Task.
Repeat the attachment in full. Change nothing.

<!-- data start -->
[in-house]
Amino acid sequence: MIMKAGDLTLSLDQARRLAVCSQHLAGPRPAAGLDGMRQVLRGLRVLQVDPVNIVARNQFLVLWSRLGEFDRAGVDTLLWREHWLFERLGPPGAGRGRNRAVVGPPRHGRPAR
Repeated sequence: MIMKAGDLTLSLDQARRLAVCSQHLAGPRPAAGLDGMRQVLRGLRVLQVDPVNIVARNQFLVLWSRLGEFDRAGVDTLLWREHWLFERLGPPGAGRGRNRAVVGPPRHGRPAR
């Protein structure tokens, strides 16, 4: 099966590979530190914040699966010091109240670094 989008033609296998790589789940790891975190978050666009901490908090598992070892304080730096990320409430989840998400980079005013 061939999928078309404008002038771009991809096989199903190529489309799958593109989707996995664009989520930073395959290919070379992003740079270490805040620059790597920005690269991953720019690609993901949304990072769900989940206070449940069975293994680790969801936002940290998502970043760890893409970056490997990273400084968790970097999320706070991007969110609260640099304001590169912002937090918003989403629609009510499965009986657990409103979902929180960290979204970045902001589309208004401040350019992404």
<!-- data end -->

[in-house]
Amino acid sequence: MIMKAGDLTLSLDQARRLAVCSQHLAGPRPAAGLDGMRQVLRGLRVLQVDPVNIVARNQFLVLWSRLGEFDRAGVDTLLWREHWLFERLGPPGAGRGRNRAVVGPPRHGRPAR
Repeated sequence: MIMKAGDLTLSLDQARRLAVCSQHLAGPRPAAGLDGMRQVLRGLRVLQVDPVNIVARNQFLVLWSRLGEFDRAGVDTLLWREHWLFERLGPPGAGRGRNRAVVGPPRHGRPAR
């Protein structure tokens, strides 16, 4: 099966590979530190914040699966010091109240670094 989008033609296998790589789940790891975190978050666009901490908090598992070892304080730096990320409430989840998400980079005013 061939999928078309404008002038771009991809096989199903190529489309799958593109989707996995664009989520930073395959290919070379992003740079270490805040620059790597920005690269991953720019690609993901949304990072769900989940206070449940069975293994680790969801936002940290998502970043760890893409970056490997990273400084968790970097999320706070991007969110609260640099304001590169912002937090918003989403629609009510499965009986657990409103979902929180960290979204970045902001589309208004401040350019992404």